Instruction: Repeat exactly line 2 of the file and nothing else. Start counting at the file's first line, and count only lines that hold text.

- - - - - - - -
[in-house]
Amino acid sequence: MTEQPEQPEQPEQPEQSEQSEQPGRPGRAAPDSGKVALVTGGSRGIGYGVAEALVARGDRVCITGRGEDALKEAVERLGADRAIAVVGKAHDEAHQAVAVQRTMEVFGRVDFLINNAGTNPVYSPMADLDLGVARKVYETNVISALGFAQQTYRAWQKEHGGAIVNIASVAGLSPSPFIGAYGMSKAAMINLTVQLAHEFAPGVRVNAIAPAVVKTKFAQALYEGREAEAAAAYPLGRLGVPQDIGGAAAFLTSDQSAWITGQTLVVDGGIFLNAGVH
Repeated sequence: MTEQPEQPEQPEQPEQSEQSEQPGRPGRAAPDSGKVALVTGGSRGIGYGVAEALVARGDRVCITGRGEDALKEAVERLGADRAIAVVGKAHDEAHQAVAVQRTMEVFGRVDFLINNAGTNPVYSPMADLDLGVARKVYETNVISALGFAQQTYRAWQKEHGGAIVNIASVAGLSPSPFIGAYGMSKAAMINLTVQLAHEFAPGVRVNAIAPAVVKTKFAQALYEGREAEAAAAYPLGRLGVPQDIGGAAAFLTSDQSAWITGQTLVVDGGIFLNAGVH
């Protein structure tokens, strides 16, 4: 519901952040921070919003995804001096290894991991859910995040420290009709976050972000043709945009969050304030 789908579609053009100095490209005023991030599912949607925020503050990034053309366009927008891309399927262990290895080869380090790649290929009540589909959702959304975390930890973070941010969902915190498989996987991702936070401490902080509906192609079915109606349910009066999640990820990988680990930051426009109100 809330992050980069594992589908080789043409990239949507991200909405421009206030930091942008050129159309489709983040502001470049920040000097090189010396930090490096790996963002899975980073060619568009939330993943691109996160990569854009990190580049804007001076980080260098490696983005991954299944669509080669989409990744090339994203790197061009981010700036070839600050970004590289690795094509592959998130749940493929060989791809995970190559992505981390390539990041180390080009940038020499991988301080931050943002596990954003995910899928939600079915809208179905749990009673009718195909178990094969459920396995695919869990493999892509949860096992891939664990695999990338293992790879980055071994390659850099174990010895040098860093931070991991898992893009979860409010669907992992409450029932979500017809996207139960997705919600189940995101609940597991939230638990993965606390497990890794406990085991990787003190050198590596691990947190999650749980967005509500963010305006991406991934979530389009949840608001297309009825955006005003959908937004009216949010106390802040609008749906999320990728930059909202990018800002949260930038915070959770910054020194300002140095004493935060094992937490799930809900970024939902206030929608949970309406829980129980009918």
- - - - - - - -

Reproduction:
Amino acid sequence: MTEQPEQPEQPEQPEQSEQSEQPGRPGRAAPDSGKVALVTGGSRGIGYGVAEALVARGDRVCITGRGEDALKEAVERLGADRAIAVVGKAHDEAHQAVAVQRTMEVFGRVDFLINNAGTNPVYSPMADLDLGVARKVYETNVISALGFAQQTYRAWQKEHGGAIVNIASVAGLSPSPFIGAYGMSKAAMINLTVQLAHEFAPGVRVNAIAPAVVKTKFAQALYEGREAEAAAAYPLGRLGVPQDIGGAAAFLTSDQSAWITGQTLVVDGGIFLNAGVH